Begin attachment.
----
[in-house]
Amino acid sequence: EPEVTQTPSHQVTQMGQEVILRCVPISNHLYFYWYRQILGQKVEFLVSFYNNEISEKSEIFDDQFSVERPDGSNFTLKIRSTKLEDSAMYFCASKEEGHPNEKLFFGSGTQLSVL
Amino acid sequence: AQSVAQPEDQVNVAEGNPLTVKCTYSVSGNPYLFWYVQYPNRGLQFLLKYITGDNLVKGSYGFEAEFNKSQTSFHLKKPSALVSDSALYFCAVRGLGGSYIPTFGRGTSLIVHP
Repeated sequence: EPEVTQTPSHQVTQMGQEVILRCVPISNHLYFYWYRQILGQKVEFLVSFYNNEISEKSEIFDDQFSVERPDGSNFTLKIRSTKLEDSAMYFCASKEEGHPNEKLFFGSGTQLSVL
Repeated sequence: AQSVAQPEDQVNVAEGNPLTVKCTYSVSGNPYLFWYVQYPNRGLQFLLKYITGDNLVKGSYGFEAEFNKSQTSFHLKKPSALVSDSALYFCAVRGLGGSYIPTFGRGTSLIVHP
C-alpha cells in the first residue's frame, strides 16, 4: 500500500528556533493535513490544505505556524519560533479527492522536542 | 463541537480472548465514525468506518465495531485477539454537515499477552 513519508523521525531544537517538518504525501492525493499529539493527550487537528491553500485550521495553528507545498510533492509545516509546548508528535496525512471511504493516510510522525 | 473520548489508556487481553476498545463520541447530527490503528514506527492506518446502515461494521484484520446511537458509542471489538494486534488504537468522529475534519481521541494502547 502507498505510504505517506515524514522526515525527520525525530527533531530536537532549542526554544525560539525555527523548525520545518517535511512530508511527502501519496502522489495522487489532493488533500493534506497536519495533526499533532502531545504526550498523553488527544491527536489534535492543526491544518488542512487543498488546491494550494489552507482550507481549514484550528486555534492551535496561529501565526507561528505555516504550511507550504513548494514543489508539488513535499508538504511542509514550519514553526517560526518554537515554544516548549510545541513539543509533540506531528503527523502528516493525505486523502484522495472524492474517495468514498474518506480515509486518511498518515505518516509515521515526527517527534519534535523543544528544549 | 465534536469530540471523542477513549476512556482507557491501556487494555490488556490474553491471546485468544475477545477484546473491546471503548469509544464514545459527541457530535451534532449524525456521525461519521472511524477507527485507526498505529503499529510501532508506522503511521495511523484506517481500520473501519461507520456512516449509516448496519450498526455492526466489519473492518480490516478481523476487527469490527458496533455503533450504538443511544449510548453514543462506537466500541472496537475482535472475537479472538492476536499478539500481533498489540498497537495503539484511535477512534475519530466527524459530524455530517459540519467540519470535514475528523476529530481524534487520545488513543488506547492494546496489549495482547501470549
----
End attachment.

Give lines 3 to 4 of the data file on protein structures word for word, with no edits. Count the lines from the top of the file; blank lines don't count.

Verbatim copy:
Amino acid sequence: AQSVAQPEDQVNVAEGNPLTVKCTYSVSGNPYLFWYVQYPNRGLQFLLKYITGDNLVKGSYGFEAEFNKSQTSFHLKKPSALVSDSALYFCAVRGLGGSYIPTFGRGTSLIVHP
Repeated sequence: EPEVTQTPSHQVTQMGQEVILRCVPISNHLYFYWYRQILGQKVEFLVSFYNNEISEKSEIFDDQFSVERPDGSNFTLKIRSTKLEDSAMYFCASKEEGHPNEKLFFGSGTQLSVL